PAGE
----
Most believe, or want to believe, that something more must exist after death, to perhaps give living, suffering, meaning, or something to which to aspire or win, as is taught in the bible. Or is it simply ego that prevents accepting that dust to dust means just that?
Faith, where God is concerned, is belief in a being whose existence can neither be proved nor disproved. That his existence can’t be proven doesn’t prove he doesn’t any more than an inability to disprove his existence proves he does.
Still, I believed, while alive, in intelligence behind creation. The reality to which I referred as the universe around me, while faithfully believing my next breath was promised, didn’t just will itself into existence.
So I’d lived my life largely on faith: that each morning I left for work telling my first and only wife I’d see her at the end of the day is but one example of a faith in a limitless number of days. Why then was it such an insurmountable step for me to accept the presence of a greater thinking thing, even if he had more important matters to tend to than responding to my pitiful pleas for guidance, leniency?
While alive, in the wake of Shirley MacLaine’s claim to previous lives, I briefly considered reincarnation. To return to make restitution? Come back, as the opposite gender, born in another country to another culture, to bear another, different set of hardships, forced to endure great oppression, to be tested by either poverty or great wealth, to be blessed with love, family and good fortune, or cursed with aridity? How could I ever hope to make amends for a previous life? Indeed, how could I even hope to apply the lessons I’d learned if I had no recollection of my previous lives? How come, for that matter, anyone returning from a previous life claims to have been Cleopatra or Nero, or some other notable historical figure? Why does no one ever recount a former life as a Christian torn asunder by the lions for the amusement of the Romans?
Too New Age for me. I grew sullen, withdrawn, choosing to disbelieve in a fifth season, rejecting the concept of transmutation instead of death.
Still, a part of me yearned for a do over.
I waited for what could’ve been another moment, a month or a millennium.
In death I began to question the meaning of life as I realized that death in and of itself is no reward for wrongful living or living in general, only a release from a self-imposed purgatory the result of self-loathing, the product of self-judgment that we’ve failed to live up to standards set by someone else—an anthropomorphic deity with little understanding of the hardship of being human who sets impossibly high standards and, in his perfection, judges us against those standards while warning us against our judging each other; someone who blessed us with five senses and filled the world with myriad wonders to pleasure those senses (sight, sound, touch, taste and smell—a dog’s sense of smell is four hundred times more sensitive than a man’s; but is a mutt, limited cranial capacity and lack of opposable thumbs notwithstanding, judged unfairly for losing itself in a world rife with smells that tempt?), but forbade us from overindulging in the music that moves us to joy, the food and wine that sate our hunger and thirst (a voice from my past intruded upon my thoughts: “All things in moderation”—the voice might have belonged to my father, a man more intent on passing down the wisdom of others than nurturing a son); the touch of a tongue to our lips, on our neck, in our ear, elsewhere, that moves us to ecstasy, the sight of a beautiful woman who inspires us to greatness or the launch of a thousand ships (“best to gouge out one’s own eyes than to admire beauty because such approbation leads to desire and sinful thoughts”—the words of a savior passed down during a Sunday school lesson, a savior who advised that attachment to all things worldly was but a barrier to achieving eternal bliss), and who sent a son (his own embodiment in flesh) to prove that temptation can be overcome and to teach that before one can aspire to doorhood one must first be willing to be a doormat.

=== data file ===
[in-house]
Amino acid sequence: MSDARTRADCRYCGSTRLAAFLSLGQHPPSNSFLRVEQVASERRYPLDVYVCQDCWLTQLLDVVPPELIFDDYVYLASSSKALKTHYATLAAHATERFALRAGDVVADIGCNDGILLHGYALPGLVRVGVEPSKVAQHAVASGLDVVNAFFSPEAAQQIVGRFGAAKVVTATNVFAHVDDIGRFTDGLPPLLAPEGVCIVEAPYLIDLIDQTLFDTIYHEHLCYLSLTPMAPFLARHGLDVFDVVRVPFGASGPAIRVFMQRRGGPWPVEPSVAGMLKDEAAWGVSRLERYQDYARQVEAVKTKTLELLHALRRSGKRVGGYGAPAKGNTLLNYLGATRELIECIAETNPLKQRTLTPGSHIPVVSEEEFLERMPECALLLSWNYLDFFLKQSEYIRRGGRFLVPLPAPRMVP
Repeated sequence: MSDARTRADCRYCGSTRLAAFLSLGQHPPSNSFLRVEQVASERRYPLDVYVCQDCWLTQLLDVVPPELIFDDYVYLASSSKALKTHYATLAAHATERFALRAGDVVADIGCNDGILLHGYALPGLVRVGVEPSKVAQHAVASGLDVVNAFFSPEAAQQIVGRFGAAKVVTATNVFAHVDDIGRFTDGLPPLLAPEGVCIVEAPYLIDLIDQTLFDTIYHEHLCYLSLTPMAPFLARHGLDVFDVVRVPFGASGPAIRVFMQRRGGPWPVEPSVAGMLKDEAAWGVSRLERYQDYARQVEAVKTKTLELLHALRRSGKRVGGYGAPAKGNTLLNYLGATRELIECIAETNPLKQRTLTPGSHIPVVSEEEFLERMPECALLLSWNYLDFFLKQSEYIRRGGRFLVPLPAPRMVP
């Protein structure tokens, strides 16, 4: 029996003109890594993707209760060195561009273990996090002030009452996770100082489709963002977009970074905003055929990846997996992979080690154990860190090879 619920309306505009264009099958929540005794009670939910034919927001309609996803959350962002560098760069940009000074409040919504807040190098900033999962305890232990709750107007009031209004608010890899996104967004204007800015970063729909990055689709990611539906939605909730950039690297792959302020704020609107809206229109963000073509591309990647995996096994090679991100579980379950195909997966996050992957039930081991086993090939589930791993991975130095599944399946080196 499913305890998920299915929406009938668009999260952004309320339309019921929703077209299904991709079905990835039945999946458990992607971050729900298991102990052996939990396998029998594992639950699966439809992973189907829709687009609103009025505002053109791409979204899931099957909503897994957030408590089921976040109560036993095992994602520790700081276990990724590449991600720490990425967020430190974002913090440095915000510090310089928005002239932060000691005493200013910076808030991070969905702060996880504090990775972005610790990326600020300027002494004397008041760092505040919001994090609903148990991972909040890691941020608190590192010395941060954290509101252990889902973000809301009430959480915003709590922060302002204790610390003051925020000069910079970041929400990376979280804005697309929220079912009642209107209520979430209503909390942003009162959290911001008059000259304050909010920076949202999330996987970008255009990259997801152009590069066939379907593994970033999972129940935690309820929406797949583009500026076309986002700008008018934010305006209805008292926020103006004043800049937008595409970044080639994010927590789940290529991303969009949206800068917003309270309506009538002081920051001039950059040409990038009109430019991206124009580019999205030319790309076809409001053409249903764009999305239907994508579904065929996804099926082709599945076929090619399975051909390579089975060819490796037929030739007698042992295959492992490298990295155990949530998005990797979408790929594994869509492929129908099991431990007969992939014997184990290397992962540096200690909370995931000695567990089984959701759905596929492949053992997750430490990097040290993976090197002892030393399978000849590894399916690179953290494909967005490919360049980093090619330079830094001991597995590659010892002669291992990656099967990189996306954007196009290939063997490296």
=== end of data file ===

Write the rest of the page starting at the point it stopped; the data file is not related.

I cursed myself for my overt blasphemy. These were not the thoughts of the innocent boy who, while in grade school, wrote in shaky block letters with great affection Mother’s Day cards to his loving mother.
Yet death, as I’d borne it these past minutes, months or millennia, seemed only to imitate my loathing toward living. Death—mine at least—was punishment for the way I’d lived. Living mostly in a reactive fashion, I’d won little reward; while in looking to death as reprieve, I’d found no respite.
At that moment a vibration reverberated throughout my being; because all my senses had atrophied over my guessed at millennia during which I’d heard, felt, smelled, saw, tasted nothing, it seemed thunderous:
“I am …” it said not in words, and I waited patiently, as I’d done for millennia, for it to finish telling me who it was.
J. Conrad Guest is the author of Backstop: A Baseball Love Story in Nine Innings and One Hot January (new from Second Wind Publishing).